Prenup Lawyer Dallas, TX
When you have any questions regarding your prenup, it is important that you go to the prenup lawyer Dallas, TX relies on at Brandy Austin Law Firm, PLLC. Many people are familiar with prenuptial agreements (or “prenups) and their pros and cons. However, what most do not know is that they can actually be quite complex and include much more than a standard asset division. They are also not as ironclad as popular culture paints them to be. It is imperative that before you enter into a prenuptial agreement, you should have a good understanding of exactly how they work. You can learn more by talking with your Dallas, TX prenup lawyer.
What to Include and Leave Out
The major reasons for a couple choosing to enter into a prenup are twofold: either to protect one spouse from the consequences of the other’s debt, or to ensure that provisions are made for the children of a previous marriage. Inheritance laws in most states immediately default to a person’s children from their current marriage, so if there was a promise to, for example, save a personal item for a child of one’s first marriage, it can be advantageous to note that in a prenup. Prenuptial agreements are legally binding, unless it can be proven that the agreement is unenforceable. When you are unsure in this situation, it is best to reach out to a Texas prenup lawyer.
With this rationale for entering into a prenup, it is perhaps not surprising that prenuptial agreements, at their hearts, are about money. The provisions you include should almost exclusively deal with financial matters. A prenup is not the place to discuss future child custody or who should take the trash out every day. While asset division is usually thought to be the province of divorce law, earmarking certain items in a prenup is perfectly legal and will control if there is a question of inheritance. It is also important to note that states that have ratified the Uniform Premarital Agreement Act (UPAA) explicitly ban any provisions being made for child support in the event of divorce but do permit most provisions regarding spousal support to stand.
How to Set Aside an Unenforceable Prenup
The UPAA explicitly sets out what two parties may and may not include in a valid prenuptial agreement, as well as the procedure for making changes in the agreement – namely, a written agreement of both parties. Sometimes, however, one or both spouses may seek to set the prenup aside, arguing that it is unenforceable.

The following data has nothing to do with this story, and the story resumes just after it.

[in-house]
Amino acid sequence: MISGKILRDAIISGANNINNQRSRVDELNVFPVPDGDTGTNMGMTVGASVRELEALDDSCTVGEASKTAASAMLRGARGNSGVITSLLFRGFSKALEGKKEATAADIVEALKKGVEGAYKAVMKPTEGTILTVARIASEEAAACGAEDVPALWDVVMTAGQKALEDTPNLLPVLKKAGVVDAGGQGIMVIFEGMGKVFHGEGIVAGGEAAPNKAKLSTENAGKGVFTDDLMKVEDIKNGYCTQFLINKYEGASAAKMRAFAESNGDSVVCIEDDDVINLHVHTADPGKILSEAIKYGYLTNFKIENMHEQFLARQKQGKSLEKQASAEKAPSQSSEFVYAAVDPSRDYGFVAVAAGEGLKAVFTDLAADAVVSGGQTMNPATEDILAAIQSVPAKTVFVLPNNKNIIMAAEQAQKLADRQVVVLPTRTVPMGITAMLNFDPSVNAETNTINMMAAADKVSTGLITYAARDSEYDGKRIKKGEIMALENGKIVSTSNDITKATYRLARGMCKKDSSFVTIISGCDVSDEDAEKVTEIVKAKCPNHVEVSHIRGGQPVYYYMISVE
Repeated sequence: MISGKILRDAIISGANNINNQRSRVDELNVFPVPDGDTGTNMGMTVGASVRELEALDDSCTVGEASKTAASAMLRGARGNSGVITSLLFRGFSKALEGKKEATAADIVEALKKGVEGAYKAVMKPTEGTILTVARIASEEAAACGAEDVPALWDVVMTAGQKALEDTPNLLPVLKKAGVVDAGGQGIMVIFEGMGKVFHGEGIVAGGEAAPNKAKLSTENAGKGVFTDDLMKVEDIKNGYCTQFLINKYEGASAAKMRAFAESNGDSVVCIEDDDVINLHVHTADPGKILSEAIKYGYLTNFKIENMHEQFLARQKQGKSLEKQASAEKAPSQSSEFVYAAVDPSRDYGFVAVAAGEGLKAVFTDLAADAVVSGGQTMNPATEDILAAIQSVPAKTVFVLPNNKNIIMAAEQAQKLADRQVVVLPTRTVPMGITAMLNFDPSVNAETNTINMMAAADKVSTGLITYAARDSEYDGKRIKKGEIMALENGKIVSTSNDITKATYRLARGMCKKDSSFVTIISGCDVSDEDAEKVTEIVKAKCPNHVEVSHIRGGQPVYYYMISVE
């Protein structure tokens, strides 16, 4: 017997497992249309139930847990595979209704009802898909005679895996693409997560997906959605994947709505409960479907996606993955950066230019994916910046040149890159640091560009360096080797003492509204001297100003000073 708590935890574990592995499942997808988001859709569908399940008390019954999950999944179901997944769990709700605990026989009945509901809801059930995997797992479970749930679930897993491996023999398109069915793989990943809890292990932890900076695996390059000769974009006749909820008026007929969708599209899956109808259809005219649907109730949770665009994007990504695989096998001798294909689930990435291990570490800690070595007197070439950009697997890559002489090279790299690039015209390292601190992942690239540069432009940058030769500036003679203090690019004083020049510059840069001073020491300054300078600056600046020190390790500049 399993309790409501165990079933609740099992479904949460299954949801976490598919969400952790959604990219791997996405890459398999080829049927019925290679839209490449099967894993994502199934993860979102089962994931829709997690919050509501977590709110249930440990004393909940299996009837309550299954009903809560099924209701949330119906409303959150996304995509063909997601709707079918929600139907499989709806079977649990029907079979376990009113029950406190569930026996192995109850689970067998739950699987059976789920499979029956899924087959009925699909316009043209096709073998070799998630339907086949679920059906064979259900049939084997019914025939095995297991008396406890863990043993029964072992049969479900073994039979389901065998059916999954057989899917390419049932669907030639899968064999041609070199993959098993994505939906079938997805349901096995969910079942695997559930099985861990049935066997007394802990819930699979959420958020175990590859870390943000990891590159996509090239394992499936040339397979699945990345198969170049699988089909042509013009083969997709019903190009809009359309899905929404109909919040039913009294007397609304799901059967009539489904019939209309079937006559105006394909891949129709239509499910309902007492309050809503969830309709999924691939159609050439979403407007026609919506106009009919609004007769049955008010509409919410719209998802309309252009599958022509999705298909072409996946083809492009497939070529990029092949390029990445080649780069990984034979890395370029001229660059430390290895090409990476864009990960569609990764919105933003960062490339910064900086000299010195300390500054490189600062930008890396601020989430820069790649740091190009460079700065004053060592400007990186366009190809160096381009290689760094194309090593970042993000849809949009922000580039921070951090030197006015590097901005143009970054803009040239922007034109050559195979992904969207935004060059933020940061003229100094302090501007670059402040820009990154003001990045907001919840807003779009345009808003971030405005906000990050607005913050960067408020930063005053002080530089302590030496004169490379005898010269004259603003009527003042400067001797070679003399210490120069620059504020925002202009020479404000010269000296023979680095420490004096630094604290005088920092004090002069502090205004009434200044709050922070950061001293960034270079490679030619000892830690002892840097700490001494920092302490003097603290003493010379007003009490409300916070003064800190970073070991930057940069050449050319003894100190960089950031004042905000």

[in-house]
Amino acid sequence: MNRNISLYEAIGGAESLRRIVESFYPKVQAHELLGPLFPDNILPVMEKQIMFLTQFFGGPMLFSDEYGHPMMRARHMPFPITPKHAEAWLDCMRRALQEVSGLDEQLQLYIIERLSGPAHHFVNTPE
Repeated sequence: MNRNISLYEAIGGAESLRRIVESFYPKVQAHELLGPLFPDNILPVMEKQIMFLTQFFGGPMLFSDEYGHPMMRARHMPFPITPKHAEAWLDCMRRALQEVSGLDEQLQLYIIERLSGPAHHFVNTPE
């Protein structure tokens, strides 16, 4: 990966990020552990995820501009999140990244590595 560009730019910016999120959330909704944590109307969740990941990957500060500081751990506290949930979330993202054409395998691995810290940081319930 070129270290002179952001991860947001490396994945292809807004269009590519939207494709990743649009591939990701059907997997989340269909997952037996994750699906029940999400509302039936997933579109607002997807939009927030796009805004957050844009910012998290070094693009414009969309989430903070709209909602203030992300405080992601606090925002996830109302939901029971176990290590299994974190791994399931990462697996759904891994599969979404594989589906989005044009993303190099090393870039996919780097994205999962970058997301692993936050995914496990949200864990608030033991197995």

In order to do this, the party seeking to set aside the agreement must be able to prove one of two criteria:
- That the prenup was not entered into voluntarily, which is difficult to do.
- That the agreement was unconscionable (unreasonable, or excessive) when it was entered into. Unconscionability is usually proven by showing that one party was either not sufficiently informed of the other party’s finances, due either to oversight or malicious intent. Without all the relevant information, an agreement as to finances is unconscionable because one party simply could not make an informed decision.
Another possible way for a prenup to be set aside is for one or both parties to prove that the document was executed so poorly that it never should have been signed. This is somewhat less common than proving unconscionability, but it does happen. If this is the case for you, a court will generally rule the document unenforceable.
Contact a Prenup Lawyer in Dallas, TX
Despite the best intentions, sometimes parties simply cannot agree on what should go into a prenup, or how to enforce it. At that point, a competent family law attorney can make all the difference. The experienced Dallas, TX prenup lawyer from Brandy Austin Law Firm, PLLC can work with you and your partner to hammer out an agreement that suits both of you and will minimize future disagreements and confusion. Contact the prenup lawyer Dallas, TX trusts today to schedule an appointment.